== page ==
MARCH 25 Bid Results: Vicmico B=P1,570 and molasses=P8,480; HPCo B=P1,503 and molasses=P8,480; Sagay B=P1,550; Lopez A=P1,027 and B=P1,583; First Farmers (partial) A=P850 and B=1,000.

Click here for Election 2010 updates

March 18 Bid Results: HPCo molasses=P8,480; Sagay B=P1,640; Ursumco A=P1,100 & B=P1,407; First Farmers A=P1,000 (partial) and B=P1,200; BISCOM A=P1,149, B=P1,661.05 and molasses=P8,519 (last bidding for CY ’09-’10 on March 16).

* * *

After peaking at almost P2,000 per 50-kilo bag in mid-January, millgate raw sugar prices have been on the decline. Producers can’t help wondering whatever happened to December’s greeting of “Merry Christmas and a Happy P2010 per Bag!”

The law of supply and demand rules. The surge in domestic prices was caused by the rise in world prices which, in turn, was brought about by lack of sufficient sugar stocks to feed global demand.

If domestic prices were held back to levels way below world prices, domestic sugar would have found its way into the more lucrative world market. The result would have been a domestic shortage which would have led, consequently and inevitably, to higher domestic sugar prices.

Government cried out for importation and price caps. The sugar industry cautioned against the dangers of these knee-jerk reactions. It urged government to allow market forces to eventually determine sugar prices.

PGMA’s dimwits still doggedly pushed on with their importation tenders. However, out of the first tranche of 60,000 metric tons which they bid out, only 16,000 metric ton (mt) had takers.

Interestingly, the takers were mostly industrial users. Even the two biggest sugar traders in the country were nowhere to be seen during the bidding. They had more sense and they have a firmer grasp of the market than the so-called economic and financial experts of PGMA.

Guess who’s laughing now.

After hitting a 29-year high of US$ 30 cents per pound last February 1, world raw sugar prices have slumped to a nine-month low of US$ 17 cents per pound last week amid speculations of very promising yields in Brazil and India.

Markos Jank, president of UNICA, the Brazilian Sugar Industry Association, reportedly stated in Sao Paolo last week that Brazil’s crop is in great shape with high yields.

F. O. Licht, the Germany-based soft commodities experts, projected Brazilian output to reach 40.5 million mt in the season starting October 1. Its output for the current season which ends on September 30 is estimated at 36.2 million mt. The company also sees India’s output next season to increase by 7 million to 8 million mt.

Vinay Kumar, managing director of India’s National Federation of Cooperative Sugar Factories Ltd, reported that India’s sugar production from October 1, 2009 to March 15 reached 15 million mt. It represents a 14% increase compared to production for the same period last season of only 13.2 million mt.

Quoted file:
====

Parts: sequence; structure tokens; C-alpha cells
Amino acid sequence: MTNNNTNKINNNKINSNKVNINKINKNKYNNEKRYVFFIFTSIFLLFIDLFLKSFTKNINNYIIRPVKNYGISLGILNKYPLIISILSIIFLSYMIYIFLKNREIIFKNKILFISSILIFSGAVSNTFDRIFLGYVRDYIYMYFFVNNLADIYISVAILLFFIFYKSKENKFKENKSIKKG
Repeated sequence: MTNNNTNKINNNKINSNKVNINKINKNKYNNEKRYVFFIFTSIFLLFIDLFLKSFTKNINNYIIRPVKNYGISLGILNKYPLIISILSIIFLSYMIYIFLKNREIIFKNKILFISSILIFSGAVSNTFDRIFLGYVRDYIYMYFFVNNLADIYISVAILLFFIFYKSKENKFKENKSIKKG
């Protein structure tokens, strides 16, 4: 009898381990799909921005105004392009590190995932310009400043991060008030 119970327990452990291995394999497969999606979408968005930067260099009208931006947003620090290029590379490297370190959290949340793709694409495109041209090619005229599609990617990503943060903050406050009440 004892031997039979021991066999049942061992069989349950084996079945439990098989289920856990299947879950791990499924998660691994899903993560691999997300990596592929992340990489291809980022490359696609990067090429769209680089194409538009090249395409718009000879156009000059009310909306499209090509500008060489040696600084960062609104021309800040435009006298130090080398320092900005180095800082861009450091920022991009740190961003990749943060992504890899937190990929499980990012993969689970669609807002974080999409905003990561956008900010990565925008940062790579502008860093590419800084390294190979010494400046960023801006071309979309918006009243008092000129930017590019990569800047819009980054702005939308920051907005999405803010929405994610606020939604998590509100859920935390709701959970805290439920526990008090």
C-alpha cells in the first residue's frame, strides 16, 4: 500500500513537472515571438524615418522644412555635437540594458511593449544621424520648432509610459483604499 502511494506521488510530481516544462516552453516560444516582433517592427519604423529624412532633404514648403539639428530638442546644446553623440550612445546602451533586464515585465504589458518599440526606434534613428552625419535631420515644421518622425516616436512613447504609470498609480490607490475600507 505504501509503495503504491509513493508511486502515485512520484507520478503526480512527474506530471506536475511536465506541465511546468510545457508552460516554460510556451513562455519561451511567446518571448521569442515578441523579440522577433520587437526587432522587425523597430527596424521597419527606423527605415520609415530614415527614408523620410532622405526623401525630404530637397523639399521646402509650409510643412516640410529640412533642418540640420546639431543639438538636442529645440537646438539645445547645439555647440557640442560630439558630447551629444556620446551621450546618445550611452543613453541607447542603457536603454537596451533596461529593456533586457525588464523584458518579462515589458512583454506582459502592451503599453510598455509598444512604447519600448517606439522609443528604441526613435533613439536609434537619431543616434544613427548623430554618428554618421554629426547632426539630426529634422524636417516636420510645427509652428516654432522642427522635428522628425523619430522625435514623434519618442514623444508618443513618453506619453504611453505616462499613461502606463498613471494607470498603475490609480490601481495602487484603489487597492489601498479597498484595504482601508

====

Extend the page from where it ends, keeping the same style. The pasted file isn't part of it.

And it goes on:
The Indian Sugar Millers Association reported that production in Maharashtra, the country’s biggest producing state, may reach 6 million mt, compared with an earlier estimate of less than 5 million tons. Output in Uttar Pradesh might reach almost 5 million mt, compared with 4.1 million mt estimated previously.

By the end of September, Kumar stated that the country’s output is expected to be within the government’s estimate of more than 17 million mt, primarily due to favorable rains which improved cane yields. He also projected that sugar output may reach 22 million mt next season as farmers increased plantings.

India’s increased production puts a dampener on global demand. According to Kumar, “Production is turning out to be better than the most optimistic estimates.” Thus, India no longer needs to import too much sugar.

Agricultural commodities experts Czarnikow Group believes that, for the first time in three years, there might be a global sugar surplus next season while F. O. Licht went as far as saying that global output will outstrip demand by 5 million mt in the season starting October 1.

But for the short term, Thailand’s producers are still optimistic. They should be, considering that they are the world’s second largest sugar exporter next to Brazil.

Prasert Tapaneeyangkul, secretary-general of Thailand’s Office of the Cane and Sugar Board, believes that sugar prices will probably stabilize as import demand outpaces global supply. “Prices are likely to stay around 17 cents to 18 cents a pound as demand remains strong amid a global deficit,” he said last week.

Prasert does not find a rationale for the price slump as drought may damage crops in China and India, while demand hasn’t subsided. He foresees the global deficit to continue next year as India may have a shortfall of 4 million to 5 million tons.

In the end, prices will still be determined by supply and demand or the perception thereof. No amount of government posturing can change this fact.

* * *

The trend in domestic sugar prices is a timely reminder how closely interlinked we are with the global community.

When world sugar prices spiked, producers benefited from the corresponding upward adjustment in domestic prices. Now that world sugar prices have declined, where else would you expect domestic prices to go?

If domestic prices are at levels way higher than world market prices, then sugar smuggling immediately comes in, as it already did. Again, consequently and inevitably, domestic prices will be depressed, as it already is.

We flow with the global tide. As the tide lifts all boats, it also lowers them when the tide changes.

(For reactions and suggestions, email